3. 24th & 25th Amendment Act curtailed citizens FRs

  Respondent  (Main points)

1. Parliament has Unlimited & Absolute powers to amend Constitution

2. Parliament has the right to put restrictions on FRs

Supreme Court Judgment with answers to both questions

1. Can Parliament amend the Fundamental Rights?

Do you know that this is the longest Supreme Court bench of 13 judges was constituted for this judgment? The judgment of this case had come with the majority of 7:6. The Judgement of the  Gorakhnath case was overruled to this Judgment which said that Parliament doesn’t have the power to amend the Fundamental Rights. And at the same time, the Supreme Court said that under Article 368, the Parliament has full power to amend any provision of the Constitution.

This is the answer to the first question, now the answer to the second question.

2. The Parliament has powers to what extent?

  • Basic Structure Doctrine

Answering the second question, the court said that even though the Parliament has full power to change the provision of the Constitution. But Parliament can use its amending power in such a way that Parliament cannot interfere with the basic features of the Constitution. Meaning…….

The Parliament cannot modify the basic features of the Constitution.
And this is called the Basic structure doctrine.

25th & 29th Amendment Act held valid by the Supreme Court while giving the Judgement. At the same time, the Supreme Court also said that if any Article has been inserted in the 9th schedule and if through this Article/Provision basic structure is violated, then they can be subject to judicial review.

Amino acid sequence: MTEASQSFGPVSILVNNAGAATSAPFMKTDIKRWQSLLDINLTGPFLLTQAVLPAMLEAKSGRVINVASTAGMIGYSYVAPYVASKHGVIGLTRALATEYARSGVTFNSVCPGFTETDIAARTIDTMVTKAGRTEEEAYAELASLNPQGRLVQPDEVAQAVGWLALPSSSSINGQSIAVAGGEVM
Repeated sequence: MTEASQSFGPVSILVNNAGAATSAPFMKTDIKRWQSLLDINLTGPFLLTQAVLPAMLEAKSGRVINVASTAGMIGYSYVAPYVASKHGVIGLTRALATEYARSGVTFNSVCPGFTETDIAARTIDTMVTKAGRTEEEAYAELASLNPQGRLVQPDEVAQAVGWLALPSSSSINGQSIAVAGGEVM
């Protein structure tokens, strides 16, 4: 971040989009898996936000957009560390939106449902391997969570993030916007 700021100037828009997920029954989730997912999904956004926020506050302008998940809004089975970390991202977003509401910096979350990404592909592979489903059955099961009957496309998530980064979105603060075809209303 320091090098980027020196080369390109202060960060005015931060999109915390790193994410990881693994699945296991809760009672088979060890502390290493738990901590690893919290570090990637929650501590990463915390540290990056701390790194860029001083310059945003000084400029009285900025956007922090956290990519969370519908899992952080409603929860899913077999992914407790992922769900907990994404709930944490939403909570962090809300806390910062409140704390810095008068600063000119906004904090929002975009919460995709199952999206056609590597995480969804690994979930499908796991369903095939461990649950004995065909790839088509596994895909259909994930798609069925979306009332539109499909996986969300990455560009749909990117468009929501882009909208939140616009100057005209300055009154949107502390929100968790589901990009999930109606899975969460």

So in this landmark judgment, the Basic Structure Doctrine was introduced.

An indicative list of Basic Structure was given to finalize which provisions of the Constitution are considered as Basic Structure of the Constitution.

Indicative List of Basic Strictures

-The supremacy of the Constitution,

-The rule of law,

-Independence of the judiciary,

-The doctrine of separation of powers,

-A sovereign democratic republic,

-The parliamentary system of government,

-The principle of free and fair elections,

-The welfare state, etc.

It would qualify for the basic features and Supreme Court said in the Judgement that more features will be added to this list (Indicative List)  in the coming time(future). And whether a feature is essential basic or not, it will be decided by the court according to the facts of each case.

This case is very important because the Supreme Court has delivered a good judgment by using creativity. And introduced the Basic Structure of Doctrine.

In this case, the Democratic of India was given a safeguard for the time to come.